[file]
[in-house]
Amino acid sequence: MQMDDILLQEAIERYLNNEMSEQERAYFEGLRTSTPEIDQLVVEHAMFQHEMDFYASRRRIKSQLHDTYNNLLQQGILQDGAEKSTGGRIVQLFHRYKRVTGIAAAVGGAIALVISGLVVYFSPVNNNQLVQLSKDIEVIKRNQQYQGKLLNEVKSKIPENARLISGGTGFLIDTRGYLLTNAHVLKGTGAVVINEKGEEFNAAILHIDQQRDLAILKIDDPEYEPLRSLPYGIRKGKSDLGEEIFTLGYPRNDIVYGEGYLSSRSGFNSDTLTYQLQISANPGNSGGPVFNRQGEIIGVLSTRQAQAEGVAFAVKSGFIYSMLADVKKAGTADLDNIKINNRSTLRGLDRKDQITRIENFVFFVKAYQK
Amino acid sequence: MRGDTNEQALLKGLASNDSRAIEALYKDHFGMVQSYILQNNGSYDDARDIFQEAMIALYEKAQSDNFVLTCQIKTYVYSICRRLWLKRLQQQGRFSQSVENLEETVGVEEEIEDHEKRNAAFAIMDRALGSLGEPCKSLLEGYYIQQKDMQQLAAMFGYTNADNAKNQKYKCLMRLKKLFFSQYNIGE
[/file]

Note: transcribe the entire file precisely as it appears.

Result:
[in-house]
Amino acid sequence: MQMDDILLQEAIERYLNNEMSEQERAYFEGLRTSTPEIDQLVVEHAMFQHEMDFYASRRRIKSQLHDTYNNLLQQGILQDGAEKSTGGRIVQLFHRYKRVTGIAAAVGGAIALVISGLVVYFSPVNNNQLVQLSKDIEVIKRNQQYQGKLLNEVKSKIPENARLISGGTGFLIDTRGYLLTNAHVLKGTGAVVINEKGEEFNAAILHIDQQRDLAILKIDDPEYEPLRSLPYGIRKGKSDLGEEIFTLGYPRNDIVYGEGYLSSRSGFNSDTLTYQLQISANPGNSGGPVFNRQGEIIGVLSTRQAQAEGVAFAVKSGFIYSMLADVKKAGTADLDNIKINNRSTLRGLDRKDQITRIENFVFFVKAYQK
Amino acid sequence: MRGDTNEQALLKGLASNDSRAIEALYKDHFGMVQSYILQNNGSYDDARDIFQEAMIALYEKAQSDNFVLTCQIKTYVYSICRRLWLKRLQQQGRFSQSVENLEETVGVEEEIEDHEKRNAAFAIMDRALGSLGEPCKSLLEGYYIQQKDMQQLAAMFGYTNADNAKNQKYKCLMRLKKLFFSQYNIGE